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Life can be complicated, confusing, and stressful. Here you will find topical articles on a variety of issues known to affect physical and mental health. Each short article includes recommendations for further reading and other useful resources.

 

Sleep Glorious Sleep

By Ronnie Biemans, Dec 16 2016 06:25PM

There’s almost nothing better than a full night’s sleep and nothing worse then a night of interrupted sleep. Ask any student who has slept a fitful night before an exam, or a professional who was sleepless before a big presentation or a parent of a newborn baby. If the trend continues for any length of time we find our minds have turned to mush, we’re cranky and feel just terrible. Why is that? Why is sleep so important?


Adequate sleep is essential to restoring the body through cell division and repair, promoting memory consolidation, and releasing needed growth hormones. A normal night’s sleep contains repeated cycles of specific activity, each consisting of specific restorative actions. According to the National Institutes of Health, “Sleep was long considered just a block of time when your brain and body shut down. Thanks to sleep research studies done over the past several decades, it is now known that sleep has distinct stages that cycle throughout the night in predictable patterns. How well rested you are and how well you function depend not just on your total sleep time but on how much sleep you get each night and the timing of your sleep stages. Your brain and body functions stay active through­ out sleep, and each stage of sleep is linked to a specific type of brain waves (distinctive patterns of electrical activity in the brain).”


If you are having trouble getting your beauty rest on a regular basis you are not alone. According to the National Sleep Foundation, 60 percent of Americans experience sleeps problems on a nightly basis. According to the Centers for Disease Control and Prevention, more than 40 million Americans suffer from chronic, long-term sleep disorders, including sleep apnea, insomnia, narcolepsy, and restless legs syndrome, and an additional 20 million report sleeping problems occasionally, according to the National Institutes of Health. Stress and anxiety may cause sleeping problems or make existing problems worse. Having an anxiety disorder can make the problem worse. Stress or anxiety can cause a serious night without sleep, as do a variety of other problems. Over 30% of adults report daytime sleepiness so severe that it interferes with work, driving, and social functioning at least a few days each month.


Inadequate sleep has been linked to:


• Mood and anxiety problems (in some studies sleep deprivation has been directly linked as a causative factor in the development of mood disorder)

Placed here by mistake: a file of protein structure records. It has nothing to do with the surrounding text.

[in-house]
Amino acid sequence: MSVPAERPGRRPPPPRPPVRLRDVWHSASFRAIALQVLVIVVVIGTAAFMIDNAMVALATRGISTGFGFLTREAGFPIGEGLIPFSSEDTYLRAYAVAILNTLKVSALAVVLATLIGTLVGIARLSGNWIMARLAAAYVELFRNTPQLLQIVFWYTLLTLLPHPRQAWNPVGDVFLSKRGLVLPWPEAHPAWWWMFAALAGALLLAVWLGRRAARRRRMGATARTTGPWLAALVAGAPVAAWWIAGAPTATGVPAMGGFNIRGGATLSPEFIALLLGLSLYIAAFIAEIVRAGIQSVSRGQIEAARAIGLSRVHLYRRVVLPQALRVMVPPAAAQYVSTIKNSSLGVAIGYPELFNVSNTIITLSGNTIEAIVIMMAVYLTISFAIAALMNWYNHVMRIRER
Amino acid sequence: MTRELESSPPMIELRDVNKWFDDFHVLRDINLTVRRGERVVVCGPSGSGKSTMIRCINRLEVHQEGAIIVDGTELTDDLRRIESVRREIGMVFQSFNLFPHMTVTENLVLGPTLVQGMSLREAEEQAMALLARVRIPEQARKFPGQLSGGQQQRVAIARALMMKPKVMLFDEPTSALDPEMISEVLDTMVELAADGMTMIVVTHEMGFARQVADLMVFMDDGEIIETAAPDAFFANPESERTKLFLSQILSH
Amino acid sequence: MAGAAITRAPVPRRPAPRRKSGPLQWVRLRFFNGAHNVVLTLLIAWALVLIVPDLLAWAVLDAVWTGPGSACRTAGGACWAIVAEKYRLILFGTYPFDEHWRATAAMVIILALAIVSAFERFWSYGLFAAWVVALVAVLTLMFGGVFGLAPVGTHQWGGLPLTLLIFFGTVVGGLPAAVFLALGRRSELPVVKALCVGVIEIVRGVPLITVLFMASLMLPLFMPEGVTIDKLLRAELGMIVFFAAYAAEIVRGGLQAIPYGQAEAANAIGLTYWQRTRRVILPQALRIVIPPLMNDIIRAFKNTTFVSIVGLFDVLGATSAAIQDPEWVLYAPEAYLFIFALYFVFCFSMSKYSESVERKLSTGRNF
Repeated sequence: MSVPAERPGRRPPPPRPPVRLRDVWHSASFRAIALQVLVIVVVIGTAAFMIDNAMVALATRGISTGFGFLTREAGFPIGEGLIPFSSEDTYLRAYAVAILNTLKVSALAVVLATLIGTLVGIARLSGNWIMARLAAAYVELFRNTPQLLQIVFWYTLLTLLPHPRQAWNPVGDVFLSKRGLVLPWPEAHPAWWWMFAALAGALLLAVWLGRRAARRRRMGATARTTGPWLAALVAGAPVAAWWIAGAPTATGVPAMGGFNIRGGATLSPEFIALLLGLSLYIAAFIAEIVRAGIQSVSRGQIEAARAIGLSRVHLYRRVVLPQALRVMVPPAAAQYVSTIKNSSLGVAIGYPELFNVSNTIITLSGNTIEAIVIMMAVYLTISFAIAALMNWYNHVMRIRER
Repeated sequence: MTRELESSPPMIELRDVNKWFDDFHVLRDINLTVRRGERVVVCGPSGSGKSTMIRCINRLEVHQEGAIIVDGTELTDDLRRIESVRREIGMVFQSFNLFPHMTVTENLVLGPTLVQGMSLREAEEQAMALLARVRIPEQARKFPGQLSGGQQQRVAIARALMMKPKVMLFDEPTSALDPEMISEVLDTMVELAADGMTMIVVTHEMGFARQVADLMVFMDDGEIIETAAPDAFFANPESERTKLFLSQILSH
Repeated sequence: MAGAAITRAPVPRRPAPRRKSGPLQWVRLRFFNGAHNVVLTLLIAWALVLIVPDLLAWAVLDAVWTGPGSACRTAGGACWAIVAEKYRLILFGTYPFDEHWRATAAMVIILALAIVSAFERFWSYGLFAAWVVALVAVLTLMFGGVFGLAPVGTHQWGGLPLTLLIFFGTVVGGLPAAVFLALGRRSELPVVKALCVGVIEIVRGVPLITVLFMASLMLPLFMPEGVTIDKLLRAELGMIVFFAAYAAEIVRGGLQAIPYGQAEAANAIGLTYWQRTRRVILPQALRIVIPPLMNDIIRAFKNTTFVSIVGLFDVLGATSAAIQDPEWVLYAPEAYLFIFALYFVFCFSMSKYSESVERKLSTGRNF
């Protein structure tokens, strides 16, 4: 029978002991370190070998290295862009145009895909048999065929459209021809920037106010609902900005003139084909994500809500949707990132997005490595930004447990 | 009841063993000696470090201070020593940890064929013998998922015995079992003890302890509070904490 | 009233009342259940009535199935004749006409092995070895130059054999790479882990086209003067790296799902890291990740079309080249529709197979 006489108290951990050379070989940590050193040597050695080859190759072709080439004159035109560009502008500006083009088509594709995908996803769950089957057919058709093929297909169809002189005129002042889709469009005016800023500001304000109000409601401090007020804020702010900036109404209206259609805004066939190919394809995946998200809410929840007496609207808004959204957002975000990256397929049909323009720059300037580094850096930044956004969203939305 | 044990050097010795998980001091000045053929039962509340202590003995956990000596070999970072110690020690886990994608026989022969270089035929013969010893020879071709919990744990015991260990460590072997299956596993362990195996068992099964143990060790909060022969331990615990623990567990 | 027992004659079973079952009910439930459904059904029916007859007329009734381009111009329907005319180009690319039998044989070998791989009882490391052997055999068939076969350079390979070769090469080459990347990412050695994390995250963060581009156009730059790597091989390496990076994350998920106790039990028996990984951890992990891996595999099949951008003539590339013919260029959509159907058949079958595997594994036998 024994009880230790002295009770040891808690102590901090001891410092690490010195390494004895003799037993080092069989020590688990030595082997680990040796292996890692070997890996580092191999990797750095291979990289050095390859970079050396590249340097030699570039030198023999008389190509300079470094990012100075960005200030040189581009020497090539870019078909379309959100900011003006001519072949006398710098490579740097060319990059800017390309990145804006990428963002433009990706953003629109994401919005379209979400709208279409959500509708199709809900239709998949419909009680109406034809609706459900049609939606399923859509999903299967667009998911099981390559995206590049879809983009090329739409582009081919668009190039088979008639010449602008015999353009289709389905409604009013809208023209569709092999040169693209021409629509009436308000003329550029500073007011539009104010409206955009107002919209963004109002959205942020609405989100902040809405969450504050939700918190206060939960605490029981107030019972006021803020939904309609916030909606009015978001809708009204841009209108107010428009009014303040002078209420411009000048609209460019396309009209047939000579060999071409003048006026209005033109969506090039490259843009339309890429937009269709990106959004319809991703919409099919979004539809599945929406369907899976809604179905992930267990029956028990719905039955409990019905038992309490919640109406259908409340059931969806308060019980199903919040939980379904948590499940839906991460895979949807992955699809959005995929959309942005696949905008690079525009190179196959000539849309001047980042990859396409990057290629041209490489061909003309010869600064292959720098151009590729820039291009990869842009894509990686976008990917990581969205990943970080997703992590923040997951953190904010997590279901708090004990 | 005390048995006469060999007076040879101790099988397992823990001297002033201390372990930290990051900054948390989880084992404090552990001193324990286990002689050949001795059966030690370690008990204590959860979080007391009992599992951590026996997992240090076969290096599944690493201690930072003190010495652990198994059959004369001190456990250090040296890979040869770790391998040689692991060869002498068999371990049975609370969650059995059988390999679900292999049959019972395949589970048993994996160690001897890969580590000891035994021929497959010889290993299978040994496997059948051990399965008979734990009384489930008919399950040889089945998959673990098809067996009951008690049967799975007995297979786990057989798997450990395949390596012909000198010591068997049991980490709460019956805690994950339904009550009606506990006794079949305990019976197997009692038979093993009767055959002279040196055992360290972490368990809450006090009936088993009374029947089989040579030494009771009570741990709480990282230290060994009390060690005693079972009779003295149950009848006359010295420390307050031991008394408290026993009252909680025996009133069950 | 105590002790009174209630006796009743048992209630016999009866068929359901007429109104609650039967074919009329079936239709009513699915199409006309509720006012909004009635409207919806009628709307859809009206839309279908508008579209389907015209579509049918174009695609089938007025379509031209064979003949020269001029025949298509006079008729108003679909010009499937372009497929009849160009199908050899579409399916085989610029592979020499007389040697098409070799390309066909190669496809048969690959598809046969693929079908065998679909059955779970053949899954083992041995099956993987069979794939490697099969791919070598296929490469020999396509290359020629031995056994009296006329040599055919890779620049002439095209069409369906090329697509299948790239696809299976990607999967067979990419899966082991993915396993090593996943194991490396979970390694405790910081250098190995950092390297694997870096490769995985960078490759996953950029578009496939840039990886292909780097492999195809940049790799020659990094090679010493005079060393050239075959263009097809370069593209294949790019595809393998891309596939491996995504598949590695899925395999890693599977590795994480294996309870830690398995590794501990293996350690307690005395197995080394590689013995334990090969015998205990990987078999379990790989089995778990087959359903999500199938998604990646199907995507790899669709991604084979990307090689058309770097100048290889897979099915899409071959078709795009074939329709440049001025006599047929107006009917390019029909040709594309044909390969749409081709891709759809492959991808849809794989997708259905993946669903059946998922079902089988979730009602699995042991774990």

• Increased risk for psychiatric conditions including depression and substance abuse


• Obesity due to an increased appetite caused by sleep deprivation


• High blood pressure


• Increased risk of diabetes


• Heart problems


• Decreased ability to pay attention, react to signals or remember new information


• Increased risk of motor vehicle accidents


How to Avoid Restlessness and Maximize Restfulness


At any age practicing good sleep “hygiene” can maximize our chances of restful, body restoring slumber. The following describes some approaches that may help:


• Exercise during the day to release tension and release body chemicals called endorphins, essential to enhancing mood. Consider trying yoga, a practice that is very effective in managing stress and anxiety.


• Release stress and anxiety through a diversion activity such as gardening, fishing, and other hobbies and leisure pursuits.


• Talk to someone for input and support if you have a concern or a conflict you are working through.


• Seek out exposure to natural outdoor light during the day


• Consume moderate amounts of caffeinated beverages during the day.


• Create a restful, comfortable place to ensure good sleep. Remove the TV and other electronic devices. Make sure your bedroom is cool, dark, and quiet. Consider using a fan to drown out excess noise, and make sure your mattress and pillows are comfortable. Make sure your pillow provides the best support for your style of sleeping (back sleeper versus side sleeper).


• Meditate or practice deep breathing to soothe the nerves


• Create a bedtime routine that enhances unwinding from the day’s activities: listen to soothing music, read poetry or a novel with a restful theme, listen to a relaxation tape


If these approaches fail, talk to your doctor if you still have continuing problems falling asleep. You may have a sleep disorder or need a prescription or herbal sleep remedy to assist in restoring healthful sleep. Support from a therapist may also be useful in managing stress and anxiety.


About the Author:


Informed by over 25 years of professional training and work experience as well as her many years of meditation and yoga practice, Ronnie Biemans, M.A., L.C.P.C., is guided by a core philosophy to focus on strengths, not deficits or pathology. By discovering, restoring and optimizing each person’s unique ability to thrive and meet the demands, of today’s fast-paced, stressful world, those who have encountered physical and emotional health challenges can discover ways to improve their lives and well being. Operating from her home office and in other community settings, Ronnie provides guidance and support to individuals, families and groups seeking to live healthy, balanced lives.


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